COLUMNIST -- CAN'T BAN POOR FROM THE LOTTERY: You got any dreams? We want them, too. That’s what comedian Richard Pryor swears his wife’s attorney asked him when they showed up in divorce court. That’s also what State Rep. Paul Stam is saying to welfare recipients in North Carolina by proposing a measure that would prevent them from playing the lottery.
***This is the Dome Morning Memo -- a digest of the political headlines and upcoming news in North Carolina. Click below to read more. ***
CHRISTENSEN-- TAX REFORM COULD BACKFIRE FOR GOP: The Republican legislature’s “tax reform” plan represents a high-risk political strategy for the GOP. In fact, Republican tax reform has the potential to do for the GOP what health care reform did for the Democrats – create tremendous political blowback. Full column here.
THREE BIG STORIES THIS WEEK: 1. The N.C. General Assembly returns to Raleigh, along with the rest of the circus. How quickly will they move on controversial legislation. 2. Gov. Pat McCrory expected to take stance on unemployment benefits measure this week 3. N.C. Democrats meet Saturday to pick a new leaders.
LAWMAKERS TURN LOBBYISTS: As budget chairs last year, Harold Brubaker and Richard Stevens were among the most influential men in the state legislature, powerful because they held the state’s purse strings and respected by their peers because of their institutional knowledge. This year, they are beginning new careers as lobbyists, arguing for the causes of corporations and interest groups before their former colleagues.
To do so, they took advantage of a loophole in a state law that imposes a six-month cooling-off period. Brubaker and Stevens resigned before their terms ended so they could start lobbying almost immediately when the legislature convenes.That practice, in the view of some, renders the cooling-off period almost meaningless.
SHORTEST COOLING-OFF PERIOD IN NATION: But the practice has come under scrutiny amid ethical concerns about lawmakers having too much influence on their recent colleagues and legislative staffs. Thirty-five states have a cooling-off law that prevents a lawmaker from going straight from the legislature to lobbying, according to the Center for Public Integrity in Washington.
The center, which recently reviewed those laws across the country, found them “riddled with loopholes, narrowly written or loosely enforced.” North Carolina’s law, passed in 2005, has the shortest cooling-off period.
MORE BIG GUNS -- Six to watch at the statehouse this session.
THE LEGISLATIVE AGENDA: The legislative session starts Wednesday. Here's a look at the main issues on the Republican agenda.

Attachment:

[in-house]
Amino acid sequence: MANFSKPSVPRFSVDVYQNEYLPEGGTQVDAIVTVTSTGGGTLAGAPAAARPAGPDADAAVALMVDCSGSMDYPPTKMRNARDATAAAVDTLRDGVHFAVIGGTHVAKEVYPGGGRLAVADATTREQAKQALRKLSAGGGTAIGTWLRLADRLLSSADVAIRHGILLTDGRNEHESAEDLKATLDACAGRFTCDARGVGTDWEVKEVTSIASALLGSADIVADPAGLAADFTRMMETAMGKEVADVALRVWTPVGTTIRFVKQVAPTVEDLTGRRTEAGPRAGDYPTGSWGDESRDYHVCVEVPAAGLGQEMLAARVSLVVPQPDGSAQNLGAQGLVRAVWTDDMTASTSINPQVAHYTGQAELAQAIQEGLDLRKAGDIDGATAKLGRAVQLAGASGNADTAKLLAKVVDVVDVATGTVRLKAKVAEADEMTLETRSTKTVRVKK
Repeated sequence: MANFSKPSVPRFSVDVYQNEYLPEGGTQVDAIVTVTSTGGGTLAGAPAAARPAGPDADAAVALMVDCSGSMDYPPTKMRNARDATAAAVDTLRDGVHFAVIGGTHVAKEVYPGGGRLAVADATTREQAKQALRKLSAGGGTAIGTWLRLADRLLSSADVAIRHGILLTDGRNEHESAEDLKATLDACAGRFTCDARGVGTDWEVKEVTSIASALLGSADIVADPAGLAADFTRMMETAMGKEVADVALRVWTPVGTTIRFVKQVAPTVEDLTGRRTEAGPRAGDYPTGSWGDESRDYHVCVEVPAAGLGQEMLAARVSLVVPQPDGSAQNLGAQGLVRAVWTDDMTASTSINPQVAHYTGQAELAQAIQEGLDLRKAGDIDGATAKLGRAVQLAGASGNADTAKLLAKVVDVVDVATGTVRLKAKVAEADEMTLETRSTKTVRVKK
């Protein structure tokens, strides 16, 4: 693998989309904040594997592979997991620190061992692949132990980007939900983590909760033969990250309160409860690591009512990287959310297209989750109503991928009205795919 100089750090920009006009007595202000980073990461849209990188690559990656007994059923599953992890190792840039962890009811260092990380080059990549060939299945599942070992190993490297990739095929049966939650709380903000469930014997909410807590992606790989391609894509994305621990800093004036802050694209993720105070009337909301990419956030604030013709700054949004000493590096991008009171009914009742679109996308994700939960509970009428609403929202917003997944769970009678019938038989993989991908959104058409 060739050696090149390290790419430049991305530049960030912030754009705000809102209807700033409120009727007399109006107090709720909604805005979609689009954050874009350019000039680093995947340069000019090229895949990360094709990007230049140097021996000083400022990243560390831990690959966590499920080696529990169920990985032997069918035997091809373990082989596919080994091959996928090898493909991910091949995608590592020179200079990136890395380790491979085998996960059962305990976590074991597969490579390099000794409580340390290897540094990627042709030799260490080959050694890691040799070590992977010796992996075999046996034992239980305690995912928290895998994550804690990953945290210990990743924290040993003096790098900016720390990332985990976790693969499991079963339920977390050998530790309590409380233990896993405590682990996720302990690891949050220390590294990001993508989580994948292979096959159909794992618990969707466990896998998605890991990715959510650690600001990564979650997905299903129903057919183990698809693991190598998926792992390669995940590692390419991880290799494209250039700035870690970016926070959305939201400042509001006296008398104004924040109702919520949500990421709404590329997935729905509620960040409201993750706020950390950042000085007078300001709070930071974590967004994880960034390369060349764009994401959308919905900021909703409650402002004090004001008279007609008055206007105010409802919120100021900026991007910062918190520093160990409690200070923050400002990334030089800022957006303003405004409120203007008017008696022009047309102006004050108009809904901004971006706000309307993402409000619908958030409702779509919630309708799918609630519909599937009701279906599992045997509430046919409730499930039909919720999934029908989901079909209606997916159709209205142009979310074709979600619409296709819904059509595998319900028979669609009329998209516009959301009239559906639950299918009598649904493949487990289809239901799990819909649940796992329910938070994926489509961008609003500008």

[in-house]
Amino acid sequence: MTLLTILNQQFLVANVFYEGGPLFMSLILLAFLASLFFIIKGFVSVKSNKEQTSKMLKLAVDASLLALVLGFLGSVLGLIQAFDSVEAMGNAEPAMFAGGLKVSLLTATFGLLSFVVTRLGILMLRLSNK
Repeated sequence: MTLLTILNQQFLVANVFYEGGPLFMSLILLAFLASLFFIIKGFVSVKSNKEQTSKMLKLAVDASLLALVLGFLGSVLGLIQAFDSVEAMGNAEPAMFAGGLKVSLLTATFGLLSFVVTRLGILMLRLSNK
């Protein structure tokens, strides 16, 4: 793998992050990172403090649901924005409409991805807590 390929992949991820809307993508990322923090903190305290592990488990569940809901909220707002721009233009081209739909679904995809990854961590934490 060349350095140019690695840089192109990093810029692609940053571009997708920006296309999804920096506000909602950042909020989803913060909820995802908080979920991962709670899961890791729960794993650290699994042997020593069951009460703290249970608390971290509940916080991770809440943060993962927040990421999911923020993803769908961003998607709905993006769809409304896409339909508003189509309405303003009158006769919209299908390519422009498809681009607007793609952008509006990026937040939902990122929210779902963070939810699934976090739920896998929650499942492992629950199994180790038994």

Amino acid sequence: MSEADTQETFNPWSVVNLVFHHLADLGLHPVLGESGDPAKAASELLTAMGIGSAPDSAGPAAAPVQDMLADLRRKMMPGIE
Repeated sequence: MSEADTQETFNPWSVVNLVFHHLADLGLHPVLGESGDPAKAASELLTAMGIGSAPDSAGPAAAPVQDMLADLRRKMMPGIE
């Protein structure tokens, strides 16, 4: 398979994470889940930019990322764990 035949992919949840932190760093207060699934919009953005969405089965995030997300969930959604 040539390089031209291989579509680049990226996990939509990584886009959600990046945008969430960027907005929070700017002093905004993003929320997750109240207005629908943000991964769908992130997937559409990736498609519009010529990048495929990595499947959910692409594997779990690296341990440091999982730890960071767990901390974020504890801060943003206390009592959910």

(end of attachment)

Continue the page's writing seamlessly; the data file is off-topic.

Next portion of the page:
TAXES: The outline of a plan to overhaul the state’s tax system is raising so many big questions that it prompts another: Is it too much to tackle this session?
ENVIRONMENT: Conservatives have grumbled about the state energy law that mandates renewables and efficiency programs ever since it was passed in 2007 with Democrats in control.
UNEMPLOYMENT INSURANCE: Republicans are expected to take quick action to alleviate North Carolina’s $2.7 billion unemployment debt to the federal government by cutting benefits to jobless workers – sparking the first of many debates this legislative session about the role the state plays in protecting its most vulnerable.
THE BUDGET: Budget surprises got off to an early start this year with Gov. Pat McCrory picking Art Pope, former legislator, multimillionaire and conservative foundation financier to be his budget director and with Senate leader Phil Berger’s pronouncement that he wants the state budget, now at $20.2 billion, to be smaller next year.
THE CONSTITUTION: Some legislators are looking to make more changes to the state constitution.
EDUCATION: Legislators are preparing for a wave of new education policies that will envelop students and their teachers.
MENTAL HEALTH: Legislators begin the new session with mental health issues higher on their to-do list than they have been in the past four years.
GUNS: Whether or not GOP leaders want to tackle more pro-gun legislation in the wake of the Newtown tragedy and President Barack Obama’s gamble on public sentiment shifting toward more firearms control remains to be seen.
GOVERNMENT REGULATIONS: One of the banners Republicans began flying when they took control of the General Assembly included just two words: regulatory reform.
VOTER ID: The legislature seems poised to once again pass a voter identification bill, legislation that has sharpened partisan lines and sparked heated debate regarding voter fraud and voting rights.
BofA POLITICAL SPENDING TARGETED: Bank of America has succeeded in keeping stockholder proposals on the bank’s dividend and executive pay off its upcoming annual meeting ballot -- but the Charlotte bank is still battling one that would limit its political spending.